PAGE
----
Monday, April 14, 2008

...Chumby Decended from Audrey, Cornelius?! Heresy!

I read an interesting article in Wired the other week, which claimed that a growing amount of traffic on the internet was from "hidden devices." Meaning that non-obvious consumer products were using the internet for various reasons: updating information, exchanging status data, accessing internet radio, etc.

This idea was presented as though it was a new trend - but the practice has been around for quite a while - TiVo and ReplayTV being a few of the first consumer devices to "hide" their internet activity. In the mid- to late-90's, these little gizmos were called "Internet Appliances," a term that has been revived by the now popular "Chumby."

For those of you living a reasonable life, reading the New York Times and eschewing anything to do with any pop culture relavence for the past 6 months, "Chumby" is a cute little device with a screen that looks like a digital picture frame. It's encased in what can only be described as a "beanbag." It's adorable, really.

So, what does Chumby do? Anything - sort of. It's a WiFi enabled, fully web configurable internet device that can do everything from simply display the time and digital pictures, to play internet radio and display Twitter Tweets. It will dock to multiple iPods, playing the content through its cheery little speakers. The API is extremely open, and has become a plaything not only for weekend hackers, but also soccer moms who want something cushy next to the Sanyo coffee maker. It's captured the imagination of a lot of people, and has gotten quite a bit of media attention. "Why didn't anyone think of this before?" decried one reviewer...?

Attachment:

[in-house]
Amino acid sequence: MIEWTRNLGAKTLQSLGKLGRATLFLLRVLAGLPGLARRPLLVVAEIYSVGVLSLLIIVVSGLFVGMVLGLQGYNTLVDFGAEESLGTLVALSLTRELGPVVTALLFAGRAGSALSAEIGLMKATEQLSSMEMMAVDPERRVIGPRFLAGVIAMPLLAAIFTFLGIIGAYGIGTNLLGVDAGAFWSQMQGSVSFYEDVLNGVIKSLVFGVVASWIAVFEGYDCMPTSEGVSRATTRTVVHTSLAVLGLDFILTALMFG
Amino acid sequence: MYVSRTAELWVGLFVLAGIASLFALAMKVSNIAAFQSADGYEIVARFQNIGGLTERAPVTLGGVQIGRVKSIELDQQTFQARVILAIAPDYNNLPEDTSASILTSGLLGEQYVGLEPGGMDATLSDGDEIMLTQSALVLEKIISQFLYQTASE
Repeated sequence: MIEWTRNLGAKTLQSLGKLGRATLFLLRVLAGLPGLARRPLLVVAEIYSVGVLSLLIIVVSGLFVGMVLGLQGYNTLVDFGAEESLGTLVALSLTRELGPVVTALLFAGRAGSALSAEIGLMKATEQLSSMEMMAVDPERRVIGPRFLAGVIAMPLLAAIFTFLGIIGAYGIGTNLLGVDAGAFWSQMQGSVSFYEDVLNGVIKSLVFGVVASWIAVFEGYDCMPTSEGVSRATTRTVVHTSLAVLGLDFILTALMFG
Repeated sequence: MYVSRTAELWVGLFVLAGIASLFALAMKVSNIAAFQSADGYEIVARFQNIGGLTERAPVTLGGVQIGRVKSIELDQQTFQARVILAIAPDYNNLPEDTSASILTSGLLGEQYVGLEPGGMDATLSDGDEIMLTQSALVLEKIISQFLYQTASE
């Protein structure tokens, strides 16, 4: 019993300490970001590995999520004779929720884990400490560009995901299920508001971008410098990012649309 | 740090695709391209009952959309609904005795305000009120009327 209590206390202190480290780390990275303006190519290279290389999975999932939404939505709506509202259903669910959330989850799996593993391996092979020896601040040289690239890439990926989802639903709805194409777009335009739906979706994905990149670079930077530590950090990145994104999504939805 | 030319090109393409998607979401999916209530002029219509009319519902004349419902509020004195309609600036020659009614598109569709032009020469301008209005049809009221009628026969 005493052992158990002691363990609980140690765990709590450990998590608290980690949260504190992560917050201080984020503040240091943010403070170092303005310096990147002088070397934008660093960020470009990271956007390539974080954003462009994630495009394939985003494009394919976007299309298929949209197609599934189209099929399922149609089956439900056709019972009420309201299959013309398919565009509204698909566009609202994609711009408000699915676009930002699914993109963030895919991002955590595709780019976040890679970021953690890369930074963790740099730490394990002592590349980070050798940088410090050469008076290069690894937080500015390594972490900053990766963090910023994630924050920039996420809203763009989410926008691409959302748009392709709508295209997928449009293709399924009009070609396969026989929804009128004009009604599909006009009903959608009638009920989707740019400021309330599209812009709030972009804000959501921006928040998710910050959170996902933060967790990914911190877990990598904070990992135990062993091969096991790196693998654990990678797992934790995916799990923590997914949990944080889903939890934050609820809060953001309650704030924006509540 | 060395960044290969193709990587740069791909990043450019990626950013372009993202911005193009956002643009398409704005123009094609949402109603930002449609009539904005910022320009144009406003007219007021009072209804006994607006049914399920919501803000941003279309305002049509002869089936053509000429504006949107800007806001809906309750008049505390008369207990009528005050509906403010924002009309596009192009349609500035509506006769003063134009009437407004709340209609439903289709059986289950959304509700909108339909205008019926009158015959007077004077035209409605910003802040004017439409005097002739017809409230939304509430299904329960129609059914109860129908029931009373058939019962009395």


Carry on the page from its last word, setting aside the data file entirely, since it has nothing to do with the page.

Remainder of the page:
...they did. Allow me to (re) introduce you to "Audrey," which was manufactured by 3Com (remember them?) during the heyday of the dot-com era. (1999-2000.) Audery was, well, a fully web configurable internet appliance that could do everything from simply display the time and digital pictures, to play internet radio and display email. It would dock to multiple Palm Pilots, happily aggregating and resync'ing the families address books and calendars. The OS was a Linux varient that could be accessed via an xterm window, and had become a plaything not only for weekend hackers, but also soccer moms who wanted something friendly next to the Krups coffee maker. (The device got its name from the daughter of one of the designers, and the thing actually giggled when you turned it on.)

The difference between the two machines? Chumby's exterior is squishy, Audrey's is kitchen-appliance sleek. Oh, and Chumby appears to be poised for commercial success, while the Audrey contributed to the downfall of 3Com. Why? Oh what a difference 10 years makes...